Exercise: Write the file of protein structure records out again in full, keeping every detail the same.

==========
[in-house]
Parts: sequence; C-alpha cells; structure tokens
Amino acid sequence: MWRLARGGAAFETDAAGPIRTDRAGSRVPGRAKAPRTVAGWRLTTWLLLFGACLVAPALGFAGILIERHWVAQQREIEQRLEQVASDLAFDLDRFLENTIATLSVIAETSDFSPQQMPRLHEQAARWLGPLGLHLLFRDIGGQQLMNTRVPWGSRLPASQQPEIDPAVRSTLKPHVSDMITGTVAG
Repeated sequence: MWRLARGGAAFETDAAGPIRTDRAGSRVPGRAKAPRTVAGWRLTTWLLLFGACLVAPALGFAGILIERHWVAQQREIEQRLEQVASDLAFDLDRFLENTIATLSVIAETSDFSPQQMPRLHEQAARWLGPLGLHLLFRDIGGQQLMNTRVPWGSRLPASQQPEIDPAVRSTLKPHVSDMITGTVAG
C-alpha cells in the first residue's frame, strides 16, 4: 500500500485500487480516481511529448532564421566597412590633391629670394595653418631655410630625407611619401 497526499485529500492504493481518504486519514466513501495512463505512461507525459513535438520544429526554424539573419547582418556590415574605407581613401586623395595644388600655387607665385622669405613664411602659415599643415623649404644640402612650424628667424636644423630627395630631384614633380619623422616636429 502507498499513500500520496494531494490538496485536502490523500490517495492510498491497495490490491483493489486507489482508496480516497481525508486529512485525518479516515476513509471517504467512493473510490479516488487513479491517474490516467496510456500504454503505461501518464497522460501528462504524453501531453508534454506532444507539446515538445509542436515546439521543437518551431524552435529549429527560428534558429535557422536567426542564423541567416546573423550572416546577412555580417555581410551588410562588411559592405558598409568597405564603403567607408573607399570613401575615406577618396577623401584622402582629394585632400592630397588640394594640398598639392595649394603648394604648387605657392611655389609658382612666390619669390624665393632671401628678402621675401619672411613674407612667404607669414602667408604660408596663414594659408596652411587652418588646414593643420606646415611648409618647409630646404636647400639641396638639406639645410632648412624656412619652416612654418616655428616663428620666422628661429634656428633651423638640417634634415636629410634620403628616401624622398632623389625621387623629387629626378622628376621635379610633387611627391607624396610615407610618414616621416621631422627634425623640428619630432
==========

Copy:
[in-house]
Parts: sequence; C-alpha cells; structure tokens
Amino acid sequence: MWRLARGGAAFETDAAGPIRTDRAGSRVPGRAKAPRTVAGWRLTTWLLLFGACLVAPALGFAGILIERHWVAQQREIEQRLEQVASDLAFDLDRFLENTIATLSVIAETSDFSPQQMPRLHEQAARWLGPLGLHLLFRDIGGQQLMNTRVPWGSRLPASQQPEIDPAVRSTLKPHVSDMITGTVAG
Repeated sequence: MWRLARGGAAFETDAAGPIRTDRAGSRVPGRAKAPRTVAGWRLTTWLLLFGACLVAPALGFAGILIERHWVAQQREIEQRLEQVASDLAFDLDRFLENTIATLSVIAETSDFSPQQMPRLHEQAARWLGPLGLHLLFRDIGGQQLMNTRVPWGSRLPASQQPEIDPAVRSTLKPHVSDMITGTVAG
C-alpha cells in the first residue's frame, strides 16, 4: 500500500485500487480516481511529448532564421566597412590633391629670394595653418631655410630625407611619401 497526499485529500492504493481518504486519514466513501495512463505512461507525459513535438520544429526554424539573419547582418556590415574605407581613401586623395595644388600655387607665385622669405613664411602659415599643415623649404644640402612650424628667424636644423630627395630631384614633380619623422616636429 502507498499513500500520496494531494490538496485536502490523500490517495492510498491497495490490491483493489486507489482508496480516497481525508486529512485525518479516515476513509471517504467512493473510490479516488487513479491517474490516467496510456500504454503505461501518464497522460501528462504524453501531453508534454506532444507539446515538445509542436515546439521543437518551431524552435529549429527560428534558429535557422536567426542564423541567416546573423550572416546577412555580417555581410551588410562588411559592405558598409568597405564603403567607408573607399570613401575615406577618396577623401584622402582629394585632400592630397588640394594640398598639392595649394603648394604648387605657392611655389609658382612666390619669390624665393632671401628678402621675401619672411613674407612667404607669414602667408604660408596663414594659408596652411587652418588646414593643420606646415611648409618647409630646404636647400639641396638639406639645410632648412624656412619652416612654418616655428616663428620666422628661429634656428633651423638640417634634415636629410634620403628616401624622398632623389625621387623629387629626378622628376621635379610633387611627391607624396610615407610618414616621416621631422627634425623640428619630432